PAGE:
I’m writing this from a couple days ahead again. I was just so exhausted during this period. On that day we went and saw Kinkaku-ji, Ryoan-ji, and Fushimi Inari. Kinkaku-ji, the Golden Pavilion, is a Zen Buddhist temple. The top two levels are covered in gold foil thus giving it its name. It was a guy’s retirement villa but he wrote it into his will that when he passed it would become a Zen temple and so it did in 1408.

On our way to Kawaramachi Station.DSCN1845Walking to Kinkaku-ji; the kanji for “great” is scarred onto the hillside. During Obon, a festival in August, it’s lit with fire to send off the spirits. DSCN1849

DSCN1851The entrance way to Kinkaku-ji’s grounds.DSCN1855Beware: I was fascinated with the Japanese roofs so there are a couple of juicy roof shots ahead. DSCN1860




Honestly, I wasn’t as impressed with Kinkaku-ji as I was Arashiyama. They advertise this thing everywhere but it’s rather small and there’s not much to do on the grounds. (To be fair, how large of a structure could you wrap gold foil around back in the day? I’m sure it was impressive then.) You also can’t enter the building at all but there are pictures of what it looks like on the inside on boards around the site. The gardens around it were pretty though. I think if it hadn’t been advertised as much I would have liked it better.

Our first glimpses of the Golden Pavilion, Kinkaku-ji. DSCN1873

DSCN1888The landscaping really was a work of art.DSCN1877



DSCN1898Off to the left of the viewing area was a mysterious little gate and path…DSCN1899What is back there? Let us peek. DSCN1904

DSCN1906Walking around the building the correct way… No fun.DSCN1909I tracked this crow until he landed on the rooster on top of Kinkaku-ji; a little bird on bird for ya. DSCN1915

DSCN1925Water bugs!DSCN1920Here’s the crow again and the side of the temple. DSCN1916The back of Kinkaku-ji.DSCN1921

DSCN1922 copyI think that’s the end of the mystery path over there.DSCN1928A little brook had worked its way through the hard packed dirt from a small waterfall. DSCN1931


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DSCN1943 copy copyRoofs from the temple complex peeping up over the hill.DSCN1946 copyAnd there’s all the people…DSCN1957Two little boys praying at the shrine.DSCN1961

Next, we went to another nearby Zen Buddhist temple. Ryoan-ji is famous for its rock garden and landscaping. I liked it a little better. The grounds were prettier. I find that anytime I see moss, I’m a fan. I really, really like moss. It makes everything look mystical. The building itself that housed the rock garden was beautiful: dark wooden floors, sloping roofs, and high ceilings. You had to take your shoes off to enter so it was kinda fun (and a relief) to slip around on the floors.


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The rock garden was so bright! The sun reflecting off the white gravel hit me right in the eyes so I retreated back to the shadowy depths. Allen and Alaina sat there though. The rock garden is comprised of 15 rocks, a number representing completion or wholeness. Which is why I kinda love the designer for his cynical humor: you can only ever see 14 rocks at one time from any vantage point.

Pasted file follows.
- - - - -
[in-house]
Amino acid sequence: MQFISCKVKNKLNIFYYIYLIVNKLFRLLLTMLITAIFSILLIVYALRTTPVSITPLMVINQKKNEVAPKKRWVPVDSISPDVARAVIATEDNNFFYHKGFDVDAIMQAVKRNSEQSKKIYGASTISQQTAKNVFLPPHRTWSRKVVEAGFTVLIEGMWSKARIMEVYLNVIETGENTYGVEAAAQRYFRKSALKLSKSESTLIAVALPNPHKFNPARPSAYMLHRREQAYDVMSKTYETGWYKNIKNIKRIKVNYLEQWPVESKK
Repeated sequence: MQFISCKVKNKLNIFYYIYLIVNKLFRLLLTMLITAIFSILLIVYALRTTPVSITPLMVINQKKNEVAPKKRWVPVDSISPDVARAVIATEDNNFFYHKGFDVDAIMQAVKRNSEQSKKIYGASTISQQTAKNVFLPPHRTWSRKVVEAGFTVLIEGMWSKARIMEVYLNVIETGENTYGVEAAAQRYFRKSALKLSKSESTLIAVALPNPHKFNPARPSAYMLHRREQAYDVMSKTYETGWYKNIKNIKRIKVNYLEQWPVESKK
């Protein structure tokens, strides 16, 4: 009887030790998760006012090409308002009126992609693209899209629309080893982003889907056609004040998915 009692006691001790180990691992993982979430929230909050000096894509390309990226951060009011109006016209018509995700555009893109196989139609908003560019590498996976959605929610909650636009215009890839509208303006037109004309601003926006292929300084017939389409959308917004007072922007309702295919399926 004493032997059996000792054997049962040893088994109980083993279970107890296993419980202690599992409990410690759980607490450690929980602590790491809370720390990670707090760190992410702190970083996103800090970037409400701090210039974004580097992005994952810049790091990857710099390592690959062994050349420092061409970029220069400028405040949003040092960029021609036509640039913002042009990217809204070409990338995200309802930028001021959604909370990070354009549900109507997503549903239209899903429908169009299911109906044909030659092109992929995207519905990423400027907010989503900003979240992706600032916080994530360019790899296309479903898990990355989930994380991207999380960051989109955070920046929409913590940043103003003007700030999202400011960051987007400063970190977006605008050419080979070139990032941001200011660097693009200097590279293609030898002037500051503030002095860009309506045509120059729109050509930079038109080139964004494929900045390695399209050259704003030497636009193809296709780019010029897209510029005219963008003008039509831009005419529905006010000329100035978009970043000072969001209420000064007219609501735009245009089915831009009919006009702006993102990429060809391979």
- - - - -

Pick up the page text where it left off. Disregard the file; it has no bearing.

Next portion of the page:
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DSCN2004 copyThe rooms inside the Zen temple had beautiful artwork on the doors.DSCN2016 copy

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Around the other sides of the building are other Zen gardens where you can sit and meditate. I liked these other sides a bit better because there was less burning and more moss.

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DSCN2027 copyA beautiful little pond at the corner of the building.DSCN2031 copyTraveling back through the grounds to the exit. We took a different path this time.DSCN2041 copy

DSCN2042 copyA small fern just getting its start; this picture’s for my grandmother. Fern <3 forever. DSCN2043 copy

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DSCN2048 copyHere’s the lake we ran into at the start of the Ryoan-ji’s grounds.DSCN2050 copyHere you can better see the tree they’re propping up with poles if any of you were wondering what those were in the background. It seems rare that they chop down trees; they just support them with wood. DSCN2055 copy

Lunch (well breakfast really) was the next affair on our list. We found a soba shop that looked pretty tight. It was really good again. (Future Melita: Really? Who uses the phrase ‘pretty tight’ anymore? What was I thinking?!) I’m not sure what kind of soba noodles I have back in the US but I want to try them again now cause these are tasty. Mine and Allen’s came with these crunchy tempura vegetables. The differences in texture were yum.

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Next continues Allen’s constant quest of chasing after that first shaved ice. We stopped at a dessert shop that sold specific Kinkaku-ji ice cream. Alaina got one. It was matcha green tea flavored with gold glitter on it. For some reason, near all temples are ice cream cone places. I don’t know. I guess religion goes down better when coated in soft serve. Allen, of course, got a shaved ice which apparently while good, was no comparison to the one from yesterday. I got one too (strawberry) and I have to say he’s right.

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Now that we were satiated in both mind and body, it was time to travel again…

From here we continued on to Fushimi Inari but this post is getting pretty long so I’ll break it into two parts.